It's the birthday of the legendary editor Maxwell Perkins (books by this author), born in New York City (1884). A Harvard grad, Perkins started his publishing career in the advertising department at Scribners, the venerable — and distinctly Princeton — publishing house. In 1914, Perkins joined the editorial staff, where he quickly shook things up at the staid, highly traditional company by seeking out new, young writers. His first major — and controversial — acquisition came five years later with the manuscript of an unknown St. Paul man. Originally titled The Romantic Egoist, an earlier draft had been roundly dismissed and rejected by the other editors in the house, but Perkins saw promise. When F. Scott Fitzgerald revised and resubmitted the book as encouraged, Perkins accepted it against the judgment of his colleagues. The book, now titled This Side of Paradise, was a smash success, as was the follow-up, The Beautiful and the Damned.
Perkins' editorial eye, however, wasn't yet fully trusted by his co-workers. Fitzgerald's The Great Gatsby was a commercial disappointment, and still Perkins had the temerity to pay attention when the novelist recommended the work of an American writer he'd met in Paris: Ernest Hemingway. Again, Perkins had to fight his firm to publish Hemingway's The Sun Also Rises, considered profane for the time. Eventually, Scribners conceded that Perkins seemed to have a knack for his job. He became the editorial director.
The third author with whom Perkins is most associated, and the one for whom he did the most editing, rather than just advising and encouraging, is Thomas Wolfe. Although the manuscript of Look Homeward, Angel was discovered by another reader at Scribners, Perkins took on the sprawling novel and its sensitive author. He ultimately convinced Wolfe to cut 66,000 words, which they did together with painstaking care. Wolfe later described their first meeting about his 1,100-page draft: "I saw now that Perkins had a great batch of notes in his hand and that on the desk was a great stack of handwritten paper — a complete summary of my whole enormous book. I was so moved and touched to think that someone at length had thought enough of my work to sweat over it in this way that I almost wept."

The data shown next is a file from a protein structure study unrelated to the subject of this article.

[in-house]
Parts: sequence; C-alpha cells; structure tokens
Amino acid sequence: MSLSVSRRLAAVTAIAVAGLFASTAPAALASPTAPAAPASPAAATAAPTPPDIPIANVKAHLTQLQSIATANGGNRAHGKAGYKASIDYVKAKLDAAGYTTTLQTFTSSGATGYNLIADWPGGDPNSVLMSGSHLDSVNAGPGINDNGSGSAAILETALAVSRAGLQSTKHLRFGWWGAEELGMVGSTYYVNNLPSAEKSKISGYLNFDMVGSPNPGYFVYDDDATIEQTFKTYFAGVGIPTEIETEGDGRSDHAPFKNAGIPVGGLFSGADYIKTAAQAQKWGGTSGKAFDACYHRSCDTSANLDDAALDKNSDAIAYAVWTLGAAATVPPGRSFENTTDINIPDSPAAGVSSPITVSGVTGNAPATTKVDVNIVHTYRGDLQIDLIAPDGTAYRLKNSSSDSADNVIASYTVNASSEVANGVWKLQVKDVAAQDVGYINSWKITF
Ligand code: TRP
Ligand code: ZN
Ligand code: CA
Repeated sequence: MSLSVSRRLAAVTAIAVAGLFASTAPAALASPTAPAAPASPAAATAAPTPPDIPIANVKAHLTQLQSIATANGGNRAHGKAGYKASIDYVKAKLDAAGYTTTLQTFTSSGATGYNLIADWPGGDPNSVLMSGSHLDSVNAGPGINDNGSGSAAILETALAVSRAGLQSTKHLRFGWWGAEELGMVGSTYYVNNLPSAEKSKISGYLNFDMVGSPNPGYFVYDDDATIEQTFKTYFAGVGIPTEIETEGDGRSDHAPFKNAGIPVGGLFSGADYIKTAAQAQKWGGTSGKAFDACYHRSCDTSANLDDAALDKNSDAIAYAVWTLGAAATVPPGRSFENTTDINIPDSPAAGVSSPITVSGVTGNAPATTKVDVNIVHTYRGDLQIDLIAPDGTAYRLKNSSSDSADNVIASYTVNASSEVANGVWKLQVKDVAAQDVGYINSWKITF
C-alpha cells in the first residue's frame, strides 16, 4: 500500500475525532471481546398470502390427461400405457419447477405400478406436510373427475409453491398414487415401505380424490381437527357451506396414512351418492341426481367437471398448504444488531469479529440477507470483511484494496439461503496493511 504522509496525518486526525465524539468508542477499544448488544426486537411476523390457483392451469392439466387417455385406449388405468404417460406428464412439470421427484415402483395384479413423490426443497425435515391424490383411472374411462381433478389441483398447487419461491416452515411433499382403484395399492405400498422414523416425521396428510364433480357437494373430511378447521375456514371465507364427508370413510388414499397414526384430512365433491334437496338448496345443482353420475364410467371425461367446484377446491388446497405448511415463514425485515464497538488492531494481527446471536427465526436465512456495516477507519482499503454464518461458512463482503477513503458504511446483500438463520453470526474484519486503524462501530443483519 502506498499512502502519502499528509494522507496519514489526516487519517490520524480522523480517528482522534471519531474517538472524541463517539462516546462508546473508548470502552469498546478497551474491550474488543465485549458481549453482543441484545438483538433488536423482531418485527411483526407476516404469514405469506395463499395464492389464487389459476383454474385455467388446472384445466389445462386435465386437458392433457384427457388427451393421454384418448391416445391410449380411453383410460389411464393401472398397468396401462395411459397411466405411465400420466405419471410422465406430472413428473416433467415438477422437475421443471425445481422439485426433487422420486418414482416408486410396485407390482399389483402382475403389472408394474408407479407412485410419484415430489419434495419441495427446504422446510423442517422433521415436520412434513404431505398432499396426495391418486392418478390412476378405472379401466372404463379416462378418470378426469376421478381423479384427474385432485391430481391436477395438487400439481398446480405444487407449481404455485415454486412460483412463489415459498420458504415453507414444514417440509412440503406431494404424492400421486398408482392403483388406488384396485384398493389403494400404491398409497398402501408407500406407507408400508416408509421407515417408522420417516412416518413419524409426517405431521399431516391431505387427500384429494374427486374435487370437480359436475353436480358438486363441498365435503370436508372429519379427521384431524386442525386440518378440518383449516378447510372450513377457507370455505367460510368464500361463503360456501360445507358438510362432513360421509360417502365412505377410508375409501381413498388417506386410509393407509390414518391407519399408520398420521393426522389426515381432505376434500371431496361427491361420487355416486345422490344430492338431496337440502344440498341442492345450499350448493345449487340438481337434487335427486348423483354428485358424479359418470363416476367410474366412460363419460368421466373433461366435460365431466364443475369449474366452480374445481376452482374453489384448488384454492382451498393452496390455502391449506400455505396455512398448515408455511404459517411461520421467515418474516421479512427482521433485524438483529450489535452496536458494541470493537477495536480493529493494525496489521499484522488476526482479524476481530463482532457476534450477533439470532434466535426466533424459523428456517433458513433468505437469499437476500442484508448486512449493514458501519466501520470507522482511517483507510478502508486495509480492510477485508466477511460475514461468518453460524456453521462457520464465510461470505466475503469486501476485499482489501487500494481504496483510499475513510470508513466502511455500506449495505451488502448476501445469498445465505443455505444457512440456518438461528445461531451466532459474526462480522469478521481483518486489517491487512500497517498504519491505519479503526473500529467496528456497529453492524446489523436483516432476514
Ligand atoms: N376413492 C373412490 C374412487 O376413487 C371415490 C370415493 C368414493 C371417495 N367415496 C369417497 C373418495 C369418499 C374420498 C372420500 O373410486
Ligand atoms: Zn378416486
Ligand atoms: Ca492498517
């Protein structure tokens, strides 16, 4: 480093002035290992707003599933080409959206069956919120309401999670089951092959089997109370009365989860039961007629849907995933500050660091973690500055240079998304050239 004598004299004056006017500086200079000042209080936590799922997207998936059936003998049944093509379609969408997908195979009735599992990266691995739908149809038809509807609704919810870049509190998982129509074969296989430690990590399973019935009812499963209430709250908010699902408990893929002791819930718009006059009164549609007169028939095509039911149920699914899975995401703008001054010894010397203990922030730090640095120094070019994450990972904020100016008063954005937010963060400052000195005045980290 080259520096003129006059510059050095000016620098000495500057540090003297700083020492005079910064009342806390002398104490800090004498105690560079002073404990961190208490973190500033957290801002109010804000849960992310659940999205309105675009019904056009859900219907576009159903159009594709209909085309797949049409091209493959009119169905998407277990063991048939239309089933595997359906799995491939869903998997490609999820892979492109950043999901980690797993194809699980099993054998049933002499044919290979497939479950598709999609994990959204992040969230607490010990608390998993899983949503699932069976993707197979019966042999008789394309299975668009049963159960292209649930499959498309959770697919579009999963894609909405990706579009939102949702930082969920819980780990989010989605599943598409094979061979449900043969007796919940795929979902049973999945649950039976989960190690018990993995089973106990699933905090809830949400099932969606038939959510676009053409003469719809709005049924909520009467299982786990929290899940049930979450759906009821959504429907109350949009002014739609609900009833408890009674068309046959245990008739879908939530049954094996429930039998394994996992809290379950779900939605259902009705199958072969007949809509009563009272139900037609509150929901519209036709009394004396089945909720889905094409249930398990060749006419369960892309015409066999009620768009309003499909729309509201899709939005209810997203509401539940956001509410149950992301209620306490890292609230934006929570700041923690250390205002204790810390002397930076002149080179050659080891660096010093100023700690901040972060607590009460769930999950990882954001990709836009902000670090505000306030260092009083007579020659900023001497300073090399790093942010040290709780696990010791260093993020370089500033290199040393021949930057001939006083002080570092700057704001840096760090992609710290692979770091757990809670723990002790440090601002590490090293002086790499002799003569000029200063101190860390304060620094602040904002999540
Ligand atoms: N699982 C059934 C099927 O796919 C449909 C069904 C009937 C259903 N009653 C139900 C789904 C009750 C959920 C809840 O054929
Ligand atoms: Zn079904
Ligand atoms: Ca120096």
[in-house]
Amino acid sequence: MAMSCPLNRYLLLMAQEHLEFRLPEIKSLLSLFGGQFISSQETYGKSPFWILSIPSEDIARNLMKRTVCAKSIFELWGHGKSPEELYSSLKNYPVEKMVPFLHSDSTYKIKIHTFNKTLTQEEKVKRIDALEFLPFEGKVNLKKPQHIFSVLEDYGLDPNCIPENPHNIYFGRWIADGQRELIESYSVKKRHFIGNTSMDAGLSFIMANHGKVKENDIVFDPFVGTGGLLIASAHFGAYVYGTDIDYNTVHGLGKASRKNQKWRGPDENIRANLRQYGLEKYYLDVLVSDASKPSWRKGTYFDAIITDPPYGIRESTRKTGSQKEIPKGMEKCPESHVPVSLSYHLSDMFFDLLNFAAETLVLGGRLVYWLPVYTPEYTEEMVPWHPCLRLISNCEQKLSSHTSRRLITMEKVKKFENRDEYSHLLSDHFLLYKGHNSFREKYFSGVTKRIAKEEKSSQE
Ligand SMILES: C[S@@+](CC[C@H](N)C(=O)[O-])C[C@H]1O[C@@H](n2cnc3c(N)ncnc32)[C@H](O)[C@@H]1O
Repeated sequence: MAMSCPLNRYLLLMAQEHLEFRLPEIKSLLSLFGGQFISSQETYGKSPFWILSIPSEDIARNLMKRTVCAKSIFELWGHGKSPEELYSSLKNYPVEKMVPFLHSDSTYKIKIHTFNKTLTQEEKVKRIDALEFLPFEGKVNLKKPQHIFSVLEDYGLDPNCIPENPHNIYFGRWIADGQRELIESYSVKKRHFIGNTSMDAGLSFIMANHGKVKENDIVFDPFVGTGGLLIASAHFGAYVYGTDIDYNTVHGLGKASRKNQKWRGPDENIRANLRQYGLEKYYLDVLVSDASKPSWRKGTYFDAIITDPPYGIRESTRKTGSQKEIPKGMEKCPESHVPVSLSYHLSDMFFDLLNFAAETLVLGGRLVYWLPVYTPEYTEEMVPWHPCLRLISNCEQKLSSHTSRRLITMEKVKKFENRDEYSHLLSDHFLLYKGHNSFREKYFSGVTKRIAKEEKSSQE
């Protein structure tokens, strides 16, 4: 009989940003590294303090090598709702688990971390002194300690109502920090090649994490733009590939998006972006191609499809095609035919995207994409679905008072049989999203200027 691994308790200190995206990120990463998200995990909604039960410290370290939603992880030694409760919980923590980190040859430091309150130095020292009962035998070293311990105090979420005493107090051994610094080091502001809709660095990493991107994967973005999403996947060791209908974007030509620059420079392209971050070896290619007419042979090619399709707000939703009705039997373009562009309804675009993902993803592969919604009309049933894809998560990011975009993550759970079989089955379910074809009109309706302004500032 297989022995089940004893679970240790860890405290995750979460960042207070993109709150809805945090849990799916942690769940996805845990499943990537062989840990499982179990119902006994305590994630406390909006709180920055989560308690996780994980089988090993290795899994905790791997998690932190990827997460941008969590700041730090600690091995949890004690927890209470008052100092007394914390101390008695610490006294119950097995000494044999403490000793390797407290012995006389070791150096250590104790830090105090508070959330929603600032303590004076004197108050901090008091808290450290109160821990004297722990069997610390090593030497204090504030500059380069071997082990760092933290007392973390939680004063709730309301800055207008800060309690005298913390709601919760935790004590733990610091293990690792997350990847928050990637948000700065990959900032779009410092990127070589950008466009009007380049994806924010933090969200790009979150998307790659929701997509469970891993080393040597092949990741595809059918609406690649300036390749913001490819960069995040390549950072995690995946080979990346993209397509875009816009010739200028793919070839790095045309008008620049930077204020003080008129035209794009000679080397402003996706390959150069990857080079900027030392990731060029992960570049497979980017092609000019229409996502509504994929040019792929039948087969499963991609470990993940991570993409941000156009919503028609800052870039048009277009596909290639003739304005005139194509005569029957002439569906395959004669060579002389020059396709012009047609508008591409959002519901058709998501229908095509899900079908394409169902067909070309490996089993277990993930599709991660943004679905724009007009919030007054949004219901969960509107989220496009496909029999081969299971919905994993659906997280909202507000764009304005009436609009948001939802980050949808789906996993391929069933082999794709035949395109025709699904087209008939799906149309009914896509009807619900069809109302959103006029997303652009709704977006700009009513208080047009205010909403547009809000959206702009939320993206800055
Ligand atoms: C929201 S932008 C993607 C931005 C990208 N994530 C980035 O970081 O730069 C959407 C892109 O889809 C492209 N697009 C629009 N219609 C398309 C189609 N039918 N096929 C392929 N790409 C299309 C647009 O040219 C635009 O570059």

Wolfe's own praise of his editor helped contribute to an impression that the book was practically co-written. Both of them denied this charge; Wolfe, perhaps, grew to resent it. He eventually left Scribners, a move that friends claimed broke Perkins' heart. But they remained close friends, as did Perkins with Fitzgerald and Hemingway, via frequent correspondence.
When Perkins fell fatally ill with pneumonia in 1947, his wife called an ambulance to their home. As an attendant carried the stretcher up to his bedroom, Perkins instructed his daughter to take the two manuscripts from his nightstand — Cry, The Beloved Country andFrom Here to Eternity — and deliver them to his secretary for safekeeping.
Perkins said, "An editor does not add to a book. At best he serves as handmaiden to an author. A writer's best work comes entirely from himself."